Plant diversity effects on crop yield, pathogen incidence, and secondary metabolism on cacao farms in Peruvian Amazonia
Julia S. Kieck(a), *, Katharina L.M. Zug(a) , H.A. Huamaní Yupanqui (b) , R. Gómez Aliaga (c) , Arne Cierjacks (a)
(a) Universität Hamburg, Biocenter Klein Flottbek, Biodiversity of Useful Plants, Ohnhorststraße 18, 22609 Hamburg, Germany (b) Universidad Nacional Agraria de la Selva, Department of Soil Science, Av. Universitaria km 1.5, Tingo María, Huanuco, Peru (c) United Nations Office on Drugs and Crime, Av. Javier Prado Oeste N 640, Lima, Peru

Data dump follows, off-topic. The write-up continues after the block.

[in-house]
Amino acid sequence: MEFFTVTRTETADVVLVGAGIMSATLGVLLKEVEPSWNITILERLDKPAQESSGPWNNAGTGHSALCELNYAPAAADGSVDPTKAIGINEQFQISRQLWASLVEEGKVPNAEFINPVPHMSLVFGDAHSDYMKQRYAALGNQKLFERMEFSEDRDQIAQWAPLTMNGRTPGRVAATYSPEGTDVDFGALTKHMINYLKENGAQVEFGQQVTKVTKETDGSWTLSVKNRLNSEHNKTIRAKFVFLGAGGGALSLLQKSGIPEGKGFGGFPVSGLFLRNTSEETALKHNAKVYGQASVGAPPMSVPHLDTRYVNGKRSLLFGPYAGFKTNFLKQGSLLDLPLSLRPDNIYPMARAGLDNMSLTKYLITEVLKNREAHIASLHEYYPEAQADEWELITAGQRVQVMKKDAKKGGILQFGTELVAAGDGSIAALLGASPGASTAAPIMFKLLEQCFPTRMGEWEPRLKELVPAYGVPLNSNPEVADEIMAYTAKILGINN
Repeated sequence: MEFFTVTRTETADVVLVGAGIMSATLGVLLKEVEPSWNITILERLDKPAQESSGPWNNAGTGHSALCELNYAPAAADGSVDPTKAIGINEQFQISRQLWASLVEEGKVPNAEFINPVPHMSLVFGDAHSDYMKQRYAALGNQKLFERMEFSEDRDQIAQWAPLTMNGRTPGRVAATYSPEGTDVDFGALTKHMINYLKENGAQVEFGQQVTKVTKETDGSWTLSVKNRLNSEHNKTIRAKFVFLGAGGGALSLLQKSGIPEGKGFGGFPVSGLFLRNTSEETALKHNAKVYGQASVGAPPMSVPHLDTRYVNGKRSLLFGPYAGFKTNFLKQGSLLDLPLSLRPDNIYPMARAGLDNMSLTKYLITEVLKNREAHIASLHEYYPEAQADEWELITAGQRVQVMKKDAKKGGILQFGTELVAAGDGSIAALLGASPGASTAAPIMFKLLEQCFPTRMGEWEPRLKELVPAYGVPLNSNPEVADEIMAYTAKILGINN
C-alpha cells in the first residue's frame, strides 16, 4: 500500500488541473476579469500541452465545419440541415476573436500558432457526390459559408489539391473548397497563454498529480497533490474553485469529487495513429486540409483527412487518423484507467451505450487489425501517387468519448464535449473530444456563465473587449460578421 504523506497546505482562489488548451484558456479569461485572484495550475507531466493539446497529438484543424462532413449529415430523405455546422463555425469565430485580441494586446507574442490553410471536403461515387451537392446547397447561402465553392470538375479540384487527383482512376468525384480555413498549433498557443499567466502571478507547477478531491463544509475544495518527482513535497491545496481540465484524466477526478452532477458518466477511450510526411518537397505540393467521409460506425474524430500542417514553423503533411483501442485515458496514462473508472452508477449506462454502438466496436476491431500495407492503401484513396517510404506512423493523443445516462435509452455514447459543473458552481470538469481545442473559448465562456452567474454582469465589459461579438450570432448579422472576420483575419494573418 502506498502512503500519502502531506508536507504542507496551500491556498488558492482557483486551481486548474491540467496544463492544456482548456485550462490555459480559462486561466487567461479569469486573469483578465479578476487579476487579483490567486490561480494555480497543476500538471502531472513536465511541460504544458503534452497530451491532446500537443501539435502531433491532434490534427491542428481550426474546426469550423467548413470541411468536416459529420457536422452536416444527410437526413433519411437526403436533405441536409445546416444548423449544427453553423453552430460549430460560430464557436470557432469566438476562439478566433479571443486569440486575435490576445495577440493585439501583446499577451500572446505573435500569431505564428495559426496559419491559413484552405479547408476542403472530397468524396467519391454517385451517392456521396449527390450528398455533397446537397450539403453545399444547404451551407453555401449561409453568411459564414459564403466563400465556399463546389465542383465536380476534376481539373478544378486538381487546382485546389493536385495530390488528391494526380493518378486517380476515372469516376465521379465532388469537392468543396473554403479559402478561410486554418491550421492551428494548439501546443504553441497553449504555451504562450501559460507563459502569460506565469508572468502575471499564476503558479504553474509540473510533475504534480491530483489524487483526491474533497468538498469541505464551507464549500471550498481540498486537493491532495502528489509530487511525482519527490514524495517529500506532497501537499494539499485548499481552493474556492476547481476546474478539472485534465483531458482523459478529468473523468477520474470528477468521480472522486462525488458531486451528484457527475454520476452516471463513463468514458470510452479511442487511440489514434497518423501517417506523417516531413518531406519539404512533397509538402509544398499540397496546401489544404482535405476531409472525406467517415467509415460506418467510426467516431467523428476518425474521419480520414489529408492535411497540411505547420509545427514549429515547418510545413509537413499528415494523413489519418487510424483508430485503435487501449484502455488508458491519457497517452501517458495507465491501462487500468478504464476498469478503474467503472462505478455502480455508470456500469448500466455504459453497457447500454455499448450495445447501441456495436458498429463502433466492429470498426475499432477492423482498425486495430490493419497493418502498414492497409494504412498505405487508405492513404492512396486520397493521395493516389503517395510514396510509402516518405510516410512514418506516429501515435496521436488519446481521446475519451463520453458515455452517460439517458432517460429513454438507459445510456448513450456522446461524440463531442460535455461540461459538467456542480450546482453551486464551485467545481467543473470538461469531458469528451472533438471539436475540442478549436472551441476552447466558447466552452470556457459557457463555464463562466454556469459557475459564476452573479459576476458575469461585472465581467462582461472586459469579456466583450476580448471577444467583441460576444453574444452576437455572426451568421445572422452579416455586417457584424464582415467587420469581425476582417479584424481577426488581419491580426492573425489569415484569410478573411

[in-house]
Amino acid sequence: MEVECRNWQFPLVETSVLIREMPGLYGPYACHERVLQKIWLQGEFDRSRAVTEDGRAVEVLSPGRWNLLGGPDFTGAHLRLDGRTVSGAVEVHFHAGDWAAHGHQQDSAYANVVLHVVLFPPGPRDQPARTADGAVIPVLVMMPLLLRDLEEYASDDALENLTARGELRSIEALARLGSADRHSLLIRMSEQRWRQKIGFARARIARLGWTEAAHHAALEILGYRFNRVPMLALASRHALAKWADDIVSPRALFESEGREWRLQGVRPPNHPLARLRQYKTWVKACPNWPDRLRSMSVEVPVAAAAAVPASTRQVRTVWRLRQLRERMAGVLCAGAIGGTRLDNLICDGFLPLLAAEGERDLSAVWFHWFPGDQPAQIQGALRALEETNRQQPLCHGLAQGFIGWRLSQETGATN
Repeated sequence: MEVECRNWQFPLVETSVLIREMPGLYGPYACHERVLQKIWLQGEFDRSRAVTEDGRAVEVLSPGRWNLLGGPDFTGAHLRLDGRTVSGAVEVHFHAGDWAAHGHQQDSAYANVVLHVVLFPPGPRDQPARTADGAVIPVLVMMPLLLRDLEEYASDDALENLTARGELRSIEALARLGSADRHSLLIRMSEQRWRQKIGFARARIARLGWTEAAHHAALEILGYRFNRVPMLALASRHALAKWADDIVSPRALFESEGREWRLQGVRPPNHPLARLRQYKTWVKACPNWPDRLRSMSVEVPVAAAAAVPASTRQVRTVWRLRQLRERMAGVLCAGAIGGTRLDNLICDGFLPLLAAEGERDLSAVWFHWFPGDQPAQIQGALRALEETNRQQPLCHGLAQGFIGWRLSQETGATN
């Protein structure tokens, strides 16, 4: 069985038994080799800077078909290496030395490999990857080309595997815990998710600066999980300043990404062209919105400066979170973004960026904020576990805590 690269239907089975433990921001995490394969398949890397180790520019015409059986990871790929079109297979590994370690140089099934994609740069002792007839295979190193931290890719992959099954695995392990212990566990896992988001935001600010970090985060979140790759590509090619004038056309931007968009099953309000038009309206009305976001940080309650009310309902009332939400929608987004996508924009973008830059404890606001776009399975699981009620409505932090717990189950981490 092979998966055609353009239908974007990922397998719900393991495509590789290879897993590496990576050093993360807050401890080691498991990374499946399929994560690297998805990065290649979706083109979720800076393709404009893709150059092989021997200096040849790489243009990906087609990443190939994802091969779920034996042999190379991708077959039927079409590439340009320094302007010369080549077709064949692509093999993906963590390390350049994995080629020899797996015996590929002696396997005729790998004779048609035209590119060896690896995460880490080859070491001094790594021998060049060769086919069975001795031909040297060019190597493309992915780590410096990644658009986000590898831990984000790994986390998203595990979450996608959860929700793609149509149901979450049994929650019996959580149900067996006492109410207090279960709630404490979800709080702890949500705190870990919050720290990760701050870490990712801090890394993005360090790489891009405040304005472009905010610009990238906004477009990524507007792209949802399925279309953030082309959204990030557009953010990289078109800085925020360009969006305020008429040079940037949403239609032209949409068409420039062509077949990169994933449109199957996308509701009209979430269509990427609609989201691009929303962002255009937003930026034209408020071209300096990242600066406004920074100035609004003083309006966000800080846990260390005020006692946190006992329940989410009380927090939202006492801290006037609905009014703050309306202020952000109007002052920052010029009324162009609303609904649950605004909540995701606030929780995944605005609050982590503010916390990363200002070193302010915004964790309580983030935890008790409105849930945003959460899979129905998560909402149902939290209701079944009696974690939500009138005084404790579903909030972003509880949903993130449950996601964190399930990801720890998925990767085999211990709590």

Biodiversity may be positively related to crop yield, but the mechanisms by which such effects are realized are as yet poorly understood. Reduced pest incidence may be one cause. To better predict the quality and strength of biodiversity effects in cacao agroforestry systems and to disentangle potential drivers, we analyzed relationships of plant diversity with crop quantity (yield, fruit set, fruit size), pathogen incidence (Moniliophthora perniciosa, Moniliophthora roreri, Phytophthora spp.), and with the profile of selected secondary compounds (methylxanthines and polyphenols) in seeds of 48 cacao trees cultivated on 14 farms in Peruvian Amazonia. Our results revealed no correlation of yield per hectare or total fruit set with plant alpha diversity measures on the studied cacao farms. However, the number and size of ripe fruits without fungal infestation increased at higher diversity of the herb and shrub layer and at lower diversity and smaller basal area of shade trees. Greater diversity in the herb and shrub layer reduced the incidence of the Phytophthora pathogen but increased the incidence of M. roreri. At higher alpha diversity in the understory, contents of caffeine, theobromine, and catechin hydrate in cacao seeds significantly increased. The changes in plant secondary compounds showed inconsistent relations with the infestation rates of fungal pathogens. While trees infested with M. perniciosa showed higher contents of polyphenols and caffeine in seeds, cacao trees with higher caffeine content in seeds were less likely to be affected by Phytophthora. Similarly, a higher epicatechin content in seeds was associated with reduced M. roreri incidence. Our data provide evidence for a tight interplay of biodiversity, pathogen incidence, and the crop’s secondary metabolism on cacao farms. Overall, considering biochemical traits in yield diversity relationships allowed for a better understanding of the contribution of biotic interactions to biodiversity effects in tropical agroforestry systems.
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